Mike Levis of Volm Companies and Wim van der Meulen of JASA Packaging discuss the latest trends in the packaging world.
“There clearly is a shift away from plastics. Consumers want a reduction in or elimination of plastics and their pushback drives retailers and packers to start a conversation with us,” says Levis. “We have industry-wide discussions to determine what better options are out there.” Van der Meulen adds that the investment in R&D of packaging companies is huge. At JASA, more than 15 percent of total wages are spent on research and development. “Usually, that number is closer to 5 percent,” he said.
The Volm team at United Fresh 2019. Mike Levis second from left and Wim van der Meulen third from left.
Room for both paper and plastic
Big investments are being made in shifting from plastic to paper packaging. Do we think this trend is here to stay? “People are a lot more focused and serious about renewable resources versus fossil fuel-based products,” answered Levis. “So, I do think that some of this is here to stay. About eight or ten years ago, we saw a shift away from plastics as well and it was a bit of a fad. However, today a lot more people are focused on it and interested in trying to develop sustainable packaging.”
“Nowadays, people know what to do with paper,” added van der Meulen. “It is easy to recycle, and people like to take it out of the string of plastics.” When it comes to plastics, many people don’t know what to do with a specific type of plastic as there are so many different types that require unique ways of recycling. He recommends the plastics industry to go to mono-layer materials that can easily be recycled. “It takes time to develop a system and to get the end-consumer used to working with those recycling streams. Once that’s in place, I think plastic has a big future because in the end, plastic is beautiful material. I feel there is room for both paper and plastic in the market.”
In the US, the recycling rate for plastic is about 12 percent. This is an extremely low rate compared to other parts of the world. “In Europe, the recycling rate is in the 80th percentile range,” shared Levis. “They have a system and a program while in the US there is a lot of legislation when it comes to recycling and it’s different in each community.”
One of the biggest packaging examples responding to the consumer’s request for a reduction in plastics is the recently introduced Bag-2-Paper. This completely plastic-free packaging was presented at the 2019 PMA Fresh Summit show and is a collaboration between Volm Companies and JASA Packaging. JASA developed the equipment while Volm is responsible for the development and testing on the material side, including labels, closing strips and adhesive. “All materials for this packaging are sourced in the US, and together, we offer the product under one umbrella,” said van der Meulen. The product is available worldwide, but in each country, JASA works with local distributors on the materials sourcing side.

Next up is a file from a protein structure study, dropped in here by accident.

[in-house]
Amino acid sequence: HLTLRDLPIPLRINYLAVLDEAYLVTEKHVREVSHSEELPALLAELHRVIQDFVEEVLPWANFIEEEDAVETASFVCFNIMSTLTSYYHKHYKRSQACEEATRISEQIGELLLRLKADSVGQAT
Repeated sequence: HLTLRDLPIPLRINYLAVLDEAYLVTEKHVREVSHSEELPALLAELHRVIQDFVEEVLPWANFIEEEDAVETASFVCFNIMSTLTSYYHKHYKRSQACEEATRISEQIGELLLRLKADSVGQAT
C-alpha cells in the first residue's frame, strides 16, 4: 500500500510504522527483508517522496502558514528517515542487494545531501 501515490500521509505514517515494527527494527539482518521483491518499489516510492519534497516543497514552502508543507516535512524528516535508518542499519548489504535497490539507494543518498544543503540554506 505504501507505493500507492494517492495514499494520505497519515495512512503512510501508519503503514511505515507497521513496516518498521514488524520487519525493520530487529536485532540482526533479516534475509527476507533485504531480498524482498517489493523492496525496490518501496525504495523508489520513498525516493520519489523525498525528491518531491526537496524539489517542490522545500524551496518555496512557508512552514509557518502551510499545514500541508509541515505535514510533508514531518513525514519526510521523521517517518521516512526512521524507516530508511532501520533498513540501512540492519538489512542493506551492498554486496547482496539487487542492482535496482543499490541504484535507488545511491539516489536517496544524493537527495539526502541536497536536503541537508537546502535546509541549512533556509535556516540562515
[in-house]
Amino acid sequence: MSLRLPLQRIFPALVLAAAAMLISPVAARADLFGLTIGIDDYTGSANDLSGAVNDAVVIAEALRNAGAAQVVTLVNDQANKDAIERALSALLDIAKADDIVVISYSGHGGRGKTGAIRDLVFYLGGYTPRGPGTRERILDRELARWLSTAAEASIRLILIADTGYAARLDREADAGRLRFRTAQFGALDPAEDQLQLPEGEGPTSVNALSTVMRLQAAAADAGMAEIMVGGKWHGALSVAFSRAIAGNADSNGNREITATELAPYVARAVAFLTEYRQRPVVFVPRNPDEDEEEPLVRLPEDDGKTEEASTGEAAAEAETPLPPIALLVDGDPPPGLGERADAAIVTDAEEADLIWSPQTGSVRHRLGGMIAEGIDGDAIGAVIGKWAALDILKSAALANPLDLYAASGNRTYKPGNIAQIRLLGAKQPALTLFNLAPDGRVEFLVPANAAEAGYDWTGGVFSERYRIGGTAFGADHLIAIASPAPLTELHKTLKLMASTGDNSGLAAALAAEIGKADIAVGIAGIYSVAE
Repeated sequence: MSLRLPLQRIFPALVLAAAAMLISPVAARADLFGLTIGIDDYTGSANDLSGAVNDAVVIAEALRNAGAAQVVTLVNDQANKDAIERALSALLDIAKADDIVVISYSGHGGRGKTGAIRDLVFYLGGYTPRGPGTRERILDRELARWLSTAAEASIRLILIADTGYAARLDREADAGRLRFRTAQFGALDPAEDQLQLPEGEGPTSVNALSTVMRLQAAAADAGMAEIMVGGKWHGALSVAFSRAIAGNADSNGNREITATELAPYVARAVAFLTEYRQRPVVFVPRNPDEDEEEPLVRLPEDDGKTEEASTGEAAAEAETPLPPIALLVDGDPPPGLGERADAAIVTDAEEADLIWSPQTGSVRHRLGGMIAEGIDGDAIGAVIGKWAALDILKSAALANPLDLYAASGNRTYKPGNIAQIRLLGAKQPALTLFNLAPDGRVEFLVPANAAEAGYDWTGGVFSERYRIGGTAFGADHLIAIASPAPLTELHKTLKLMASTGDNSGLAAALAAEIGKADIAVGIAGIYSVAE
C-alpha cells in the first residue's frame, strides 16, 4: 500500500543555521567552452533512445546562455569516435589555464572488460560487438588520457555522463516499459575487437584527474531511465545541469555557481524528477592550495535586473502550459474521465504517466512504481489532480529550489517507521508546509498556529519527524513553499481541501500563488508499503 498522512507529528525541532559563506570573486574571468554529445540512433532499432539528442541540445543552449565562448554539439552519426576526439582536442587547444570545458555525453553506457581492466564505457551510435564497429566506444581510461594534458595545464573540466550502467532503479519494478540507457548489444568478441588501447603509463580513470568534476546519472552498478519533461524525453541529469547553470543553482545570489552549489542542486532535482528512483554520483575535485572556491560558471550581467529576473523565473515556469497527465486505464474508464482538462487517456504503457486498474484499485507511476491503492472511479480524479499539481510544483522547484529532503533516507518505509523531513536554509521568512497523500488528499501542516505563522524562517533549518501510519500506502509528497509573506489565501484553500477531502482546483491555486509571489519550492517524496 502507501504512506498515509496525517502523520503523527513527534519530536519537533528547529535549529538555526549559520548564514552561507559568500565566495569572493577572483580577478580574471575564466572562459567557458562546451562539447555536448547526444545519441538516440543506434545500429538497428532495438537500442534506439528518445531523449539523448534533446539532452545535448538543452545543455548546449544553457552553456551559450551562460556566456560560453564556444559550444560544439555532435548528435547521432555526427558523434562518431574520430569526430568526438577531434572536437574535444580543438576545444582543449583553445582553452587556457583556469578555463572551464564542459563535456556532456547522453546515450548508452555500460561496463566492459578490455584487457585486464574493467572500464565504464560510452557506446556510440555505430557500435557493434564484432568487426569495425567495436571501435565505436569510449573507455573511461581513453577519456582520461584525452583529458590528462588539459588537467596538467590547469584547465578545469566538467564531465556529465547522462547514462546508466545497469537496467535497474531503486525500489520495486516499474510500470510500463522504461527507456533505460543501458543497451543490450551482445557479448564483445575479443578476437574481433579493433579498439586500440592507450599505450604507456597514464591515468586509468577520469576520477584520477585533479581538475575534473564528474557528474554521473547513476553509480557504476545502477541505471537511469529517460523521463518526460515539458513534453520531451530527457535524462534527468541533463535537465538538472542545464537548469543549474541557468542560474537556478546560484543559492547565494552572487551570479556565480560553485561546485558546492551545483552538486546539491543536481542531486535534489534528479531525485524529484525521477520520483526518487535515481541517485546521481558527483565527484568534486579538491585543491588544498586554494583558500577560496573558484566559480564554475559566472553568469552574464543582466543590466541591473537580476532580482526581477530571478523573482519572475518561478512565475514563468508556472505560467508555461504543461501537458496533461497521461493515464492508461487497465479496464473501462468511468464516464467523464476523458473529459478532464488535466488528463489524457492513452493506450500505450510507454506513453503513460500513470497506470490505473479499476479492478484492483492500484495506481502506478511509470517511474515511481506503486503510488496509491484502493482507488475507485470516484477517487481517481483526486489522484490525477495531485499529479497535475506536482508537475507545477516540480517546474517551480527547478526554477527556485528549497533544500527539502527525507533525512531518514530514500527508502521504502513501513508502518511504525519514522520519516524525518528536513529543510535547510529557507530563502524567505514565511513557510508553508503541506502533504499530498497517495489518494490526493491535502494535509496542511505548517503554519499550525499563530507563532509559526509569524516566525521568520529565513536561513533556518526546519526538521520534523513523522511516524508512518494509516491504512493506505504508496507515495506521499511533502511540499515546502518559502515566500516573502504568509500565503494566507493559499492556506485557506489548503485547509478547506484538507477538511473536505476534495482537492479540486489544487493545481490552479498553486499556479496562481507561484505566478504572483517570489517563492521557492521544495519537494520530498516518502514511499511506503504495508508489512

Another example of plastic-free packaging is the Sleever. The development was driven by produce packers. They were looking for a plastic-free alternative for stretch wrap. “Stretch wrap is about the worst plastic you can have, and they wanted to get rid of that,” mentioned Levis. “The Sleever is very appealing and it’s easy to automate,” he added. “Another added benefit is printing opportunities,” according to van der Meulen. The Sleever is just starting to become available and retailers as well as wholesalers are learning what the possibilities are. “Several packers and wholesalers are looking into these sustainable sleever application for their packaging.”
Volm Companies also recently introduced a bio-based mesh bag which is for 96 percent made from sugarcane.
Small and convenient
Volm and JASA’s customers continuously provide feedback on the different types of packaging. “They prefer new, innovative and for sure smaller packaging. When looking at potatoes, today’s consumer prefers to buy the amount they want to cook for that day,” said van der Meulen. They want a portion size and not a 10 lbs. bag anymore. This trend is particularly visible in cities. The farther you get away from the city, the larger the quantities become. Convenience plays an important role as well. People want microwavable and steamable options as well as trays you can eat from directly. “It’s all about convenience.”
“What it comes down to is to do better with what we have,” finished Levis. Plastic is pretty versatile, and I don’t think we will ever get rid of it. However, the key is to do better with recycling, and make sure we have alternatives.”